Friday, September 5, 2008

What If They Say No? [Updated]

That's what some people should be asking the US government. What if Cuba refuses the aid that the US is now offering? The aid is based on the requests proposed by a bi-partisan group of legislators being led by Rep. Lincoln Diaz Balart, a vehement defender of the US embargo towards Cuba.

The requests call for a team of experts from the US to assess the damage, provide relief through the US interest section in Havana and possibly allow aid through the International Red Cross, once the US grants permission to send aid from American soil. Needless to say, US-Cuba relations are currently poor (thanks to this Administration), and Cuba can easily say no to the requests closely associated with the US government.

All that would be left from the proposal is if the US will allow NGO's to easily travel to Cuba (which means applying for difficult-to-get OFAC licenses), and granting permission to the International Red Cross to also apply for a license and send aid from the US.

Years of mistrust have essentially broken important links between Cuba and the US, and now when an emergency situation is here its so difficult to cast aside the web of controversy that exists between both nations.

While we wait to hear from the Cuban government, Rep. Lincoln Diaz-Balart is taking advantage of the opportunity to exercise his negative rhetoric:

"It's evident that the Cuban tyranny is anti-Cuban and enjoying the suffering of the Cuban people."

On the other hand, the Cuban American National Foundation has publicly taken the side of calling for a moratorium on US restrictions on travel and remittances.

----- [Update] -----

As the US continues to wait for an answer from the Cuban government...

"Spain shipped in 16 tonnes of humanitarian aid to Cuba on Friday, while tiny East Timor donated $500,000 and China anted up $300,000 as international help flowed into the island working to recover from devastating Hurricane Gustav... Russia, Cuba's former Cold War ally, flew in two planeloads of goods on Thursday, and said two more were coming." [Source: Reuters/Rosa Tania Valdes]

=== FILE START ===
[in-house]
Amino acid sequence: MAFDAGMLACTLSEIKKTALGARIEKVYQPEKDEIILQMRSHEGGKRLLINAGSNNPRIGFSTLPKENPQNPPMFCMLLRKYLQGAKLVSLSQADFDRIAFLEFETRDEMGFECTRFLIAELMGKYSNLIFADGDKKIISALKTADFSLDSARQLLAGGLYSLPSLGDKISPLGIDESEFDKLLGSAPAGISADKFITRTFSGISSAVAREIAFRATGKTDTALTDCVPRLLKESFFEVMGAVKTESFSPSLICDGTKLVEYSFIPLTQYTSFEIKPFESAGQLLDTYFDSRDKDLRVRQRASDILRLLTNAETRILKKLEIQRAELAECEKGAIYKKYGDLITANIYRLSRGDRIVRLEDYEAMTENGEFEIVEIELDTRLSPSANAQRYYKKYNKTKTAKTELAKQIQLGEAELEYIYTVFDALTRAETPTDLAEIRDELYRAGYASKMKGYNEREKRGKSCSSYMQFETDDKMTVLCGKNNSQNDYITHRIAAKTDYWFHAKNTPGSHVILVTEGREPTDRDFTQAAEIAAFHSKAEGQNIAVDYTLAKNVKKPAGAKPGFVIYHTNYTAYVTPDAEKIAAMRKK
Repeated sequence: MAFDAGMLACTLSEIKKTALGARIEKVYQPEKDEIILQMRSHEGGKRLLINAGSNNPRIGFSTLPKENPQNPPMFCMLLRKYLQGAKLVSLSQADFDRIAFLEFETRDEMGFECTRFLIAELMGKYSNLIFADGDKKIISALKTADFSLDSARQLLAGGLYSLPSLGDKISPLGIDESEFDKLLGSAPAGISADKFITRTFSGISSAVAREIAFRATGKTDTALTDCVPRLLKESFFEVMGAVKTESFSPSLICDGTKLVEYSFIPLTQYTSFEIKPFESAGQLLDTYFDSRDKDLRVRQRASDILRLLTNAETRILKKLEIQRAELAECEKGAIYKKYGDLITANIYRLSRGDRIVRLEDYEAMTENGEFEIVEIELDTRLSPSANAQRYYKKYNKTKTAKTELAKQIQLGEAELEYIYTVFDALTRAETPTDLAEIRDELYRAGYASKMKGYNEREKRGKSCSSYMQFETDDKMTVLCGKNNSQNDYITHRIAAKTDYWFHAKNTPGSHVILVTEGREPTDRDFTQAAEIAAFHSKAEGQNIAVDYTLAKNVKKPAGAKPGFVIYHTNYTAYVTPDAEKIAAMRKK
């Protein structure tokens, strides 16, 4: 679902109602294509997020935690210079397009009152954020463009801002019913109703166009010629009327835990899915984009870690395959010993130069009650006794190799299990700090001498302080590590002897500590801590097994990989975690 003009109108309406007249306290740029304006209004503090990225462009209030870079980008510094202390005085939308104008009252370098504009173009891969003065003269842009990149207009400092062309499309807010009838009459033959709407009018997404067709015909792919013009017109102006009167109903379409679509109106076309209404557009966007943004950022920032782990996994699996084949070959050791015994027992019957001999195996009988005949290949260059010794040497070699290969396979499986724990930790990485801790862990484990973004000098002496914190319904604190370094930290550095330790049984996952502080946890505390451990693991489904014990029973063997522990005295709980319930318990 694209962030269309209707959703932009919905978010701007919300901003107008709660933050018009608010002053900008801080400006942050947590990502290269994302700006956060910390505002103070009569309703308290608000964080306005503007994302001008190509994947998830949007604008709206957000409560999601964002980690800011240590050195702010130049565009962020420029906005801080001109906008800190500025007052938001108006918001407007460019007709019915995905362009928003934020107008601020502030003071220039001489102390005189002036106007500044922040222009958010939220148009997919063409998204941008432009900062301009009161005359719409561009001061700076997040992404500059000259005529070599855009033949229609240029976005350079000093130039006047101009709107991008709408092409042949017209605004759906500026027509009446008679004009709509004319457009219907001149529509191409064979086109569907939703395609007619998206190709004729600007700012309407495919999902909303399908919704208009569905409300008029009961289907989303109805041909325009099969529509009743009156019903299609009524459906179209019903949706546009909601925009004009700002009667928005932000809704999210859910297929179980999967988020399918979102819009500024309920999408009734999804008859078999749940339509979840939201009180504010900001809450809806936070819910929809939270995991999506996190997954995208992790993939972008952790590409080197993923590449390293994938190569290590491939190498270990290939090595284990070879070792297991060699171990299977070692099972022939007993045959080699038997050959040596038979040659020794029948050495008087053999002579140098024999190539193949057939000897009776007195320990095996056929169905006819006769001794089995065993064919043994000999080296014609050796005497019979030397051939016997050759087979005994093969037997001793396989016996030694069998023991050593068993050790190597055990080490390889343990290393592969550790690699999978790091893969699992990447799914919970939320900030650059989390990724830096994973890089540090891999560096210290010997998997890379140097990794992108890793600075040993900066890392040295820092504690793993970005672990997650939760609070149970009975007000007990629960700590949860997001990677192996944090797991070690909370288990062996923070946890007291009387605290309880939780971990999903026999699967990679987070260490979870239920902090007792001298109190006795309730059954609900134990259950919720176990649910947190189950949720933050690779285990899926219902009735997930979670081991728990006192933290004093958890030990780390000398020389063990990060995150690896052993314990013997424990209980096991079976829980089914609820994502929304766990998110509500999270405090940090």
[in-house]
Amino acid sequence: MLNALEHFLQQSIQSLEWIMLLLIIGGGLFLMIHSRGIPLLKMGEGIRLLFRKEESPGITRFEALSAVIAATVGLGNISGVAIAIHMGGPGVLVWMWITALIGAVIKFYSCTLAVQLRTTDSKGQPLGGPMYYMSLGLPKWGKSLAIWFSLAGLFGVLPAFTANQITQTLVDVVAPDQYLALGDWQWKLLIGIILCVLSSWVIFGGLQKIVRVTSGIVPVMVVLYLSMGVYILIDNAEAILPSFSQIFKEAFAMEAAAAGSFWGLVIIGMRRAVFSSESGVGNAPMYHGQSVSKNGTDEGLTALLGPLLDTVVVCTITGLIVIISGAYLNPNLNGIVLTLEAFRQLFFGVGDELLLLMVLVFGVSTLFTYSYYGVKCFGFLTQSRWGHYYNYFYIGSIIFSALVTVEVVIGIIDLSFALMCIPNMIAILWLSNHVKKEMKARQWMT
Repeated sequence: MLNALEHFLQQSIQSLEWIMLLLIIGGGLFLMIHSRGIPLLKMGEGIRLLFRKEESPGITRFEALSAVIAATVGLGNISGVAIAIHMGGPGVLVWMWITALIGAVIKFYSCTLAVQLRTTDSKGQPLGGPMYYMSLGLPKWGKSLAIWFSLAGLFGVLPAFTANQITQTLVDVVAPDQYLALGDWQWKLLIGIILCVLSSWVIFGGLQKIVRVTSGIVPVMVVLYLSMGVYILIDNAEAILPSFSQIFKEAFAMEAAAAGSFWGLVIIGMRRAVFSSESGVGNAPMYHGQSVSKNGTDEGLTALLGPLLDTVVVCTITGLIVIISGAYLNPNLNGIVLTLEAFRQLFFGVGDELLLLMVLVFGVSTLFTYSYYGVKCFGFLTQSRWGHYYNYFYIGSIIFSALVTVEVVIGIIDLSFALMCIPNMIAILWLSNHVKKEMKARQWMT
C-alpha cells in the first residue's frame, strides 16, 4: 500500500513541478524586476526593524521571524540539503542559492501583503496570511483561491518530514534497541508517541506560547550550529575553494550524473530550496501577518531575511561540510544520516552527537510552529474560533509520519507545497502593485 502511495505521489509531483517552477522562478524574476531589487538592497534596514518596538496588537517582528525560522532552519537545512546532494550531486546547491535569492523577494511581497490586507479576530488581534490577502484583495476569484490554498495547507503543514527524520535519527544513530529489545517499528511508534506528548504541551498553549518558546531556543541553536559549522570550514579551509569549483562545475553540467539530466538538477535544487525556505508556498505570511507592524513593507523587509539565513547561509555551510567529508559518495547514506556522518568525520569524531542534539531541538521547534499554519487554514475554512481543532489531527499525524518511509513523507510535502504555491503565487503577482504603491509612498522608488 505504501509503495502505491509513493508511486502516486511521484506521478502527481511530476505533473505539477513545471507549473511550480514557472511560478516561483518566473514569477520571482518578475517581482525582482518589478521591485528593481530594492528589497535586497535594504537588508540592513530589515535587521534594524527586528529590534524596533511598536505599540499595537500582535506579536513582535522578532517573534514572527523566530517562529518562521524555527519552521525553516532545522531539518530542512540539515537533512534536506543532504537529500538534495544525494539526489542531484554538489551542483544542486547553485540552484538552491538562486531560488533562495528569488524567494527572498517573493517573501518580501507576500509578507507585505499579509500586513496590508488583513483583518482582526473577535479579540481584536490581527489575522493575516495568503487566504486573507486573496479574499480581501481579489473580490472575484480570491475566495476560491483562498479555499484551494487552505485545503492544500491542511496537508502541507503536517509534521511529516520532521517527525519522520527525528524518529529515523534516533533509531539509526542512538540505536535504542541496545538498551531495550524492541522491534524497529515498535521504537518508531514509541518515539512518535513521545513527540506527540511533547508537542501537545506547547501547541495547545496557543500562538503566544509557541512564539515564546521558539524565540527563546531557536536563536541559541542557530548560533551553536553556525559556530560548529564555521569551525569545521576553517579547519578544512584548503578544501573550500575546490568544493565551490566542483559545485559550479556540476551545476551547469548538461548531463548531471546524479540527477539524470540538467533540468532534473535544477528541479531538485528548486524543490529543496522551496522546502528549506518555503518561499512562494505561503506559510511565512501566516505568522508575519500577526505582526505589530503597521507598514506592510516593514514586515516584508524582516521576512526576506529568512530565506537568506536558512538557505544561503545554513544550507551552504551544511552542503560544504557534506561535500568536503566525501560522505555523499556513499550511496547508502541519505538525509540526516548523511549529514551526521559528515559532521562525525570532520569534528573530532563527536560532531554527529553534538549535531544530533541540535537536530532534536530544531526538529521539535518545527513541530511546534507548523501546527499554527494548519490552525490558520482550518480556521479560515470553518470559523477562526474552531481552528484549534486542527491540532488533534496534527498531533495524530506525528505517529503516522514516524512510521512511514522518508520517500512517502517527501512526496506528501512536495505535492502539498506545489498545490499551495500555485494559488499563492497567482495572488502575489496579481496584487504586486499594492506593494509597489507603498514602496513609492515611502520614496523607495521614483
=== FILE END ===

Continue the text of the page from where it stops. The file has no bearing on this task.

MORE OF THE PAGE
"The [Spanish Agency for International Cooperation] said Spain had also sent to Cuba 15 tons of commodities: 99 tents, two generators, 1,008 sanitary kits, 1,020 water deposits, 1,200 mosquito nets and 1,000 sailclothes." [Source: Xinhua News Agency]

"The Cuban government thanked on Friday East Timor for the donation of 500,000 U.S dollars for the damages caused by Hurricane 'Gustav'... 'Our people is [sic] touched by this gesture of expressing their feelings of friendship in this way, because East Timor is a small country of the third world and with limited resources,' the official Granma daily newspaper reported on Friday." [Source: Xingua News Agency]

There's no question that the Cuban government is delaying their reply to the US for hurricane relief as a sign of protest. This has been one consistent characteristic of the Cuban government, adamant in its opposition to US policies towards Cuba. (Will this political stance be tolerated by the devastated Cuban population?) Furthermore, this protest also serves to highlight to the rest of the world the half-century debacle that is US-Cuba relations.

It should certainly raise immediate questions to any honest person, such as why a powerful nation cannot exert its influence on a smaller (and very close) neighbor.

[Photo above by Getty Images]